It sounds like a pipedream, but that is exactly what was achieved in Seoul. Imagine that message backed by the publicity of the Olympics. Imagine other cities around the world following suit. Sadly, we learned last week that Tokyo will "solve" its Olympic transportation woes with variable freeway rates during the games which will see tolls rise as much as 1000 yen during the Olympics, ensuring spectators pay more and those unable to afford the toll to take their congestion from the freeways to the streets. Nice one Tokyo.

While my dreams may have been a little too grand I still had hope that the 2020 Olympic Games, billed as the "compact" Olympics with all events would be held within a short distance of the Olympic village, could at least improve cycling infrastructure within the radius of the proposed compact games. With the vast number of Olympic events planned to take place in The Tokyo Bay area, an area notoriously underserved by public transport, improving the cycling and walking infrastructure and encouraging cycling was an absolute no brainer particularly given the abundance of space and wide avenues on these new islands drawn from the sea. But it appears this has never been seriously considered, and the "compact" games promise has since been broken due to rampant financial mismanagement which is the only thing thing that was certain going into this thing.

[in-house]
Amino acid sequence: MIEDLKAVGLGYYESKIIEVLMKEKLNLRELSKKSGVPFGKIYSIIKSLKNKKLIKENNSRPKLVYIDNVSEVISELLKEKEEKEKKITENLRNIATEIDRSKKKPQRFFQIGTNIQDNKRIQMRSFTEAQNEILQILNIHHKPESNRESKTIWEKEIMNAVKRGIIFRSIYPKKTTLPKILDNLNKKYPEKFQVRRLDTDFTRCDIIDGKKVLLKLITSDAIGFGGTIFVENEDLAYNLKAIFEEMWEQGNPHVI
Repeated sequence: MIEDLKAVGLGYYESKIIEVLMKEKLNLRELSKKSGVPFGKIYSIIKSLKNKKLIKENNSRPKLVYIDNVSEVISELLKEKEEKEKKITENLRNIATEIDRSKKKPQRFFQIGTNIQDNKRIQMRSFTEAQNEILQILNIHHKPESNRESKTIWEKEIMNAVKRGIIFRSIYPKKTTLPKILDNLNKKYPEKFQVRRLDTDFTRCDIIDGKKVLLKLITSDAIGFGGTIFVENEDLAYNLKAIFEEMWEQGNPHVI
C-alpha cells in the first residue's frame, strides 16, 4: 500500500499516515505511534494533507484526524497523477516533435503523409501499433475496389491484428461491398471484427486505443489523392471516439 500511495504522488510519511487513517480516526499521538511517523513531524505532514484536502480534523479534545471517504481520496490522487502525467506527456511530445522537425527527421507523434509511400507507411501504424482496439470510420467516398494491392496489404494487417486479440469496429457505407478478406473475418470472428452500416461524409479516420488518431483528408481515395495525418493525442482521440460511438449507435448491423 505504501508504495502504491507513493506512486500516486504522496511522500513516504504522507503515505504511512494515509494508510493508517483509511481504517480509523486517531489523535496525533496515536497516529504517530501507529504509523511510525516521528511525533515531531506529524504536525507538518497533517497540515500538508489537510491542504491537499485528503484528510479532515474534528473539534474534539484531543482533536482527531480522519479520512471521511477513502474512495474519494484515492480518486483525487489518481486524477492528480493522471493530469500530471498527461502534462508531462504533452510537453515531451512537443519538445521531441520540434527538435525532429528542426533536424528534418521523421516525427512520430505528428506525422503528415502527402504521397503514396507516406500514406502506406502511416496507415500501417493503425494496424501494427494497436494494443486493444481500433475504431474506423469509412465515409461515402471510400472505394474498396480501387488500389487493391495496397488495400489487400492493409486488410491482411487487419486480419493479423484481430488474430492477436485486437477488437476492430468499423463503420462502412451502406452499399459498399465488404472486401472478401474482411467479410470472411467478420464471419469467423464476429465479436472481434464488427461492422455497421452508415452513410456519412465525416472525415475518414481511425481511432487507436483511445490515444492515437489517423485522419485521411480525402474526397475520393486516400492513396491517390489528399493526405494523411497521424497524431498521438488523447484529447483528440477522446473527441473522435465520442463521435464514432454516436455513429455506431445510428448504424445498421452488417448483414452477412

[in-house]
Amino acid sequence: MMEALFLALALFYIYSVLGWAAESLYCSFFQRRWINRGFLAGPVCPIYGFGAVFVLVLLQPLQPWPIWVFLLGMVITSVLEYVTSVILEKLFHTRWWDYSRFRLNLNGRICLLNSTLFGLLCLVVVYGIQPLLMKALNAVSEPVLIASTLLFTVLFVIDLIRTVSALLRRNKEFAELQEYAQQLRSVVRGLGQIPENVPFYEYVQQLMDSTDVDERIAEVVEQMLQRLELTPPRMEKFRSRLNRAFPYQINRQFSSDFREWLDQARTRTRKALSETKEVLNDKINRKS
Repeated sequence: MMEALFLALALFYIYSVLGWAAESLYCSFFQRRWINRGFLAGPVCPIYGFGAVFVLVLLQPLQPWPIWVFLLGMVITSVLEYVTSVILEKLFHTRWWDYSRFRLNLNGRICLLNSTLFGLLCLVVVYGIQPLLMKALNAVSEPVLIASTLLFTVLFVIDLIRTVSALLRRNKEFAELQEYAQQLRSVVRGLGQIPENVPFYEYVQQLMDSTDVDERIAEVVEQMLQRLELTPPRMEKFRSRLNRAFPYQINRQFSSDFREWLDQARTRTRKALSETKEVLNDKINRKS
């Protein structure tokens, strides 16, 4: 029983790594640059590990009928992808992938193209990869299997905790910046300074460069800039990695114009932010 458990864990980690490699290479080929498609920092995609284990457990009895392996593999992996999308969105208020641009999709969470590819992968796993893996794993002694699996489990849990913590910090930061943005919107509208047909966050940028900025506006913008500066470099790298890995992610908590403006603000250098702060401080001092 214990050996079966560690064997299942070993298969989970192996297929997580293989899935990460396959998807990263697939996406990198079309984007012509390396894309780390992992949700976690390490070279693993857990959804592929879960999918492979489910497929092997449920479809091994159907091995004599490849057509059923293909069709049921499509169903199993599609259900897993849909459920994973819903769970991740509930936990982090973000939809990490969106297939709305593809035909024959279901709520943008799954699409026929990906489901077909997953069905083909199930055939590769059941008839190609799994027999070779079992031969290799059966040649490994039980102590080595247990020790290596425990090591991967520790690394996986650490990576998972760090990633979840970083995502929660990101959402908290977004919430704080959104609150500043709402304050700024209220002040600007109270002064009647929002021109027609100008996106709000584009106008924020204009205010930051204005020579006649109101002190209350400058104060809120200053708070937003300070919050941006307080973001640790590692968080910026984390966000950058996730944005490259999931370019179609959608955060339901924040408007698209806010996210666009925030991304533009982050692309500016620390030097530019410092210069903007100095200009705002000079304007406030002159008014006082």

So what has changed for cycling in Tokyo in the 6 years since Tokyo was selected to host the 2020 Olympics? I'm searching for a way to say something other than "nothing much", but actually ... nothing much has changed at all.

Cycling infrastructure, primarily in the form of cycling lanes and on road markings, is appearing around the city, but not at an accelerated pace one would imagine the Olympics would bring.

As has historically been the case the infrastructure that is being rolled out around the city is terribly inconsistent, disconnected and conveys no other message than "unplanned". It's obvious that the city has no plan for cycling lanes, there is no overarching cycling architecture, no vision, no consistent design and construction guidelines. We live with a hodgepodge of randomly occurring, disconnected cycling lanes all with their own different set of rules.